Tom Vaske, Delaware County

Farms: Corn, soybeans

Conservation practices used: No-till, strip-till, cover crops, waterways, buffer strips, pollinators

A shift in mindset: My father bought this farm in 1969 and started working the land with a moldboard plow and eventually transitioned to a chisel plow. In 2004, when my wife and I took over the farm, we started no-till with the soybeans and strip-till with the corn. That transition was tough for my father to understand in the beginning, but now he sees the soil health benefit of the conservation tillage we have adopted.

Mentored by a conservationist: When I took over the family farm I was also renting some land from a conservation-minded landowner. He wanted the soybean land no-tilled. I thought I would do it for a few years to make him happy, but I fell in love with this “new” way of farming.

“You can look at conservation two ways. You can do it because there’s a program you can utilize to implement a new practice, or you can do it because you want it to work. When you decide to make it work you will see your greatest success.”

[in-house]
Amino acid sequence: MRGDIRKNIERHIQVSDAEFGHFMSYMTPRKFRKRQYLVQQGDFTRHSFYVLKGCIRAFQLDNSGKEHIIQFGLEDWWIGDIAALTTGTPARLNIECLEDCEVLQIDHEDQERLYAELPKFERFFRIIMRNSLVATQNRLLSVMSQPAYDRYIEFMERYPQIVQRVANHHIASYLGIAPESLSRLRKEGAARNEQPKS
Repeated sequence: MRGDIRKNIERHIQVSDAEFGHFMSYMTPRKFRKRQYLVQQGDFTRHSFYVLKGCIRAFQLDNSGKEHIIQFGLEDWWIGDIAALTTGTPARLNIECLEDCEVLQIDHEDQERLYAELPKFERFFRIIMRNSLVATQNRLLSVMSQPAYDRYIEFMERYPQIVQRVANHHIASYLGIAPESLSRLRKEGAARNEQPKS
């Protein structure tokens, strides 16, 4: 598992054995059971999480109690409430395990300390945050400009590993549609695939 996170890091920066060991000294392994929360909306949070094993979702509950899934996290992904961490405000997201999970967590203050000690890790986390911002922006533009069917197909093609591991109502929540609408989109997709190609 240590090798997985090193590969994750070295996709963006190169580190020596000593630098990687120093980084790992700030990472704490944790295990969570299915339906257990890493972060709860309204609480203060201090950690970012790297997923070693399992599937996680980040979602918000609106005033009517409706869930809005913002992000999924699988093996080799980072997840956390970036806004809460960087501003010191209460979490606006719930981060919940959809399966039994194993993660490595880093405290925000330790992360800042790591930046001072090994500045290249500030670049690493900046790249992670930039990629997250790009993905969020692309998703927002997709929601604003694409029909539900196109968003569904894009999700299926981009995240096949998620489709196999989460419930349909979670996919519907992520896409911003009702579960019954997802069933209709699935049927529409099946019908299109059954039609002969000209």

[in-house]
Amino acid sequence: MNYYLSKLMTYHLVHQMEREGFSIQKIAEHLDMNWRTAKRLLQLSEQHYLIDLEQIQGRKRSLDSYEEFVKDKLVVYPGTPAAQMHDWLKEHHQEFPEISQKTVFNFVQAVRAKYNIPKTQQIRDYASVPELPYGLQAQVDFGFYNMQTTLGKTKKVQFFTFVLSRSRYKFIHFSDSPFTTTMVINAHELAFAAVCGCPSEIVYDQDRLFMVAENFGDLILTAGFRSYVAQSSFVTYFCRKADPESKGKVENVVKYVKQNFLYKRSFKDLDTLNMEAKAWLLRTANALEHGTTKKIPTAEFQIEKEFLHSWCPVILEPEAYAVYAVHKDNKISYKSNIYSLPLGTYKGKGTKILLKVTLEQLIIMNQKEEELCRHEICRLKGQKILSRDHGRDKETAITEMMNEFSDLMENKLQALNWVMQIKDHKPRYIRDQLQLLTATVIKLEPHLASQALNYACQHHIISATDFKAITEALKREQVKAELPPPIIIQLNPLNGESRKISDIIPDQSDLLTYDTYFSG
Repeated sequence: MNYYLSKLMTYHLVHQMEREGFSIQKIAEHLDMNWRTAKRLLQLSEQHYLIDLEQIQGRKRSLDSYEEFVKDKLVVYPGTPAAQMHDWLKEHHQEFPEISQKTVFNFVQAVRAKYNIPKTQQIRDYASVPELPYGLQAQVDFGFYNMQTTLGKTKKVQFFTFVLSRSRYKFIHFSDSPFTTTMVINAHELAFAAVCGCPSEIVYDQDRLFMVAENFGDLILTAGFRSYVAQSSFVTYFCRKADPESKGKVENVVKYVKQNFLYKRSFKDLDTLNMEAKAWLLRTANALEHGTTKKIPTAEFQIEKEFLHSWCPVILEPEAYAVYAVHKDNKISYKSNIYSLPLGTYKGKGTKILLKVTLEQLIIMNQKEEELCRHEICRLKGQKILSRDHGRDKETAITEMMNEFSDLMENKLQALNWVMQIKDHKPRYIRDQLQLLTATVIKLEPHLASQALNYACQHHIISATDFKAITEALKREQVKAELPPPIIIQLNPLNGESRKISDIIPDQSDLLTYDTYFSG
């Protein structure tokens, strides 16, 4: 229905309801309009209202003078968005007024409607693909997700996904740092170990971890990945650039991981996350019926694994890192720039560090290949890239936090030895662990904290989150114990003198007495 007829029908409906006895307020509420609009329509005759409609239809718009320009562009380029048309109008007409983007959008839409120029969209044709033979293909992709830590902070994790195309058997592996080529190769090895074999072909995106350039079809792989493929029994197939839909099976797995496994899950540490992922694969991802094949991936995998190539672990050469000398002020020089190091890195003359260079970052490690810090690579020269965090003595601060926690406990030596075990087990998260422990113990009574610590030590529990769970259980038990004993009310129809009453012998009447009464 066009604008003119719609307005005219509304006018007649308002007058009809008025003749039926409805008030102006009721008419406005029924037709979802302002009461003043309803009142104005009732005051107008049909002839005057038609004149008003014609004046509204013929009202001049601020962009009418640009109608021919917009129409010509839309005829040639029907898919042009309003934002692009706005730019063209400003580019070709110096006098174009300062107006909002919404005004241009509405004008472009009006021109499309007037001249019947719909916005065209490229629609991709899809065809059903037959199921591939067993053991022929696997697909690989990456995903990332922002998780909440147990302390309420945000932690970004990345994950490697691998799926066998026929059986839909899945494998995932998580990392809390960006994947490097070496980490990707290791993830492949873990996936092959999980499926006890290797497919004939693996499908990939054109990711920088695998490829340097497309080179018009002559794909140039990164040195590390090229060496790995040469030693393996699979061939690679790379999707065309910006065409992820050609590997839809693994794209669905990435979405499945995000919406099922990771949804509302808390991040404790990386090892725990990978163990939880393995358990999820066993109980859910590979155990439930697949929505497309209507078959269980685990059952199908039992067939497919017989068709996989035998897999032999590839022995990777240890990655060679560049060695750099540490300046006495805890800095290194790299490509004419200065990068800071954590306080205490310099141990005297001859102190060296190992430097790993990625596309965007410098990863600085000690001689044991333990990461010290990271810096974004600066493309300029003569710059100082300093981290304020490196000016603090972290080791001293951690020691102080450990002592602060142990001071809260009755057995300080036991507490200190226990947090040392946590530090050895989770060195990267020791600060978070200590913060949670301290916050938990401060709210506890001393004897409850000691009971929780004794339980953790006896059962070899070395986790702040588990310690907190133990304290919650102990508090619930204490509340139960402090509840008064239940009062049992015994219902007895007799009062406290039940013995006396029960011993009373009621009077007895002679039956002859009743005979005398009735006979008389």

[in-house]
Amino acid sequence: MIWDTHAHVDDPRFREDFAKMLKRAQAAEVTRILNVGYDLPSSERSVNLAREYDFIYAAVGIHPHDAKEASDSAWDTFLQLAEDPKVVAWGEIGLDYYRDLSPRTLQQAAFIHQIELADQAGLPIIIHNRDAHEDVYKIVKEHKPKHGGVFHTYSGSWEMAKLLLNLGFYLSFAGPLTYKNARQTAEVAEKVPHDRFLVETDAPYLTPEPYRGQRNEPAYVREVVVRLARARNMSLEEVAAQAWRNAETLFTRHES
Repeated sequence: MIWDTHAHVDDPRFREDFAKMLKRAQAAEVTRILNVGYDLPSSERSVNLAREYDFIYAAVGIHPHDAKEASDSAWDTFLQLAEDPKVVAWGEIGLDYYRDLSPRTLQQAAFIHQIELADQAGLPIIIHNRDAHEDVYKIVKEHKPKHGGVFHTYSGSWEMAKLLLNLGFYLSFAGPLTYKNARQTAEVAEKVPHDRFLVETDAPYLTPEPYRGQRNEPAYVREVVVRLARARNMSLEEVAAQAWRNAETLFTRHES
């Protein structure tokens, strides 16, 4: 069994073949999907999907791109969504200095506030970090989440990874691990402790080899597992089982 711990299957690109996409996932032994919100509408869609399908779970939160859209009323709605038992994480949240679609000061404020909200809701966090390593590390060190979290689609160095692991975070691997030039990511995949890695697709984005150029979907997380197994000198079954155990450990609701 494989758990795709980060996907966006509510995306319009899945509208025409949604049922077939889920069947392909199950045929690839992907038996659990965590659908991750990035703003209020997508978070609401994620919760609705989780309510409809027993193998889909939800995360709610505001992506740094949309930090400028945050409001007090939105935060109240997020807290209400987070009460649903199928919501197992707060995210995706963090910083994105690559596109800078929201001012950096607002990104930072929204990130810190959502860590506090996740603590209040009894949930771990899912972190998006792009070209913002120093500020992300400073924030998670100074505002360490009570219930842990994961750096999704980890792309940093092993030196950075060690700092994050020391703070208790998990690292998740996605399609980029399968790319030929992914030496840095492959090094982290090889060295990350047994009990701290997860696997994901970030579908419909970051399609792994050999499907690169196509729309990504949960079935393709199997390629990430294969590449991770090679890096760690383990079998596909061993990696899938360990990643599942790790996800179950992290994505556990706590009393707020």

Learning about cover crops: I am new to adopting cover crops on my acres and have only planted cereal rye so far. I am looking into the benefits of adding other kinds of cover crops, like oats. I’m doing my research and want to be successful because I see the soil-health benefits of cover crops.

Benefits: Because of the conservation tillage practices and adding cover crops to my system, my soil is staying in place and gaining organic matter. I also spend a lot less time in the field working the ground. Besides time savings, I am reaping the benefits of fuel and equipment savings, too.

Advice for other farmers: Be determined to make a new practice work and do your research. There’s a lot of information and advice from other farmers on the internet. Talk to experts and bounce ideas off of other farmers. And most importantly, listen to what they have to say.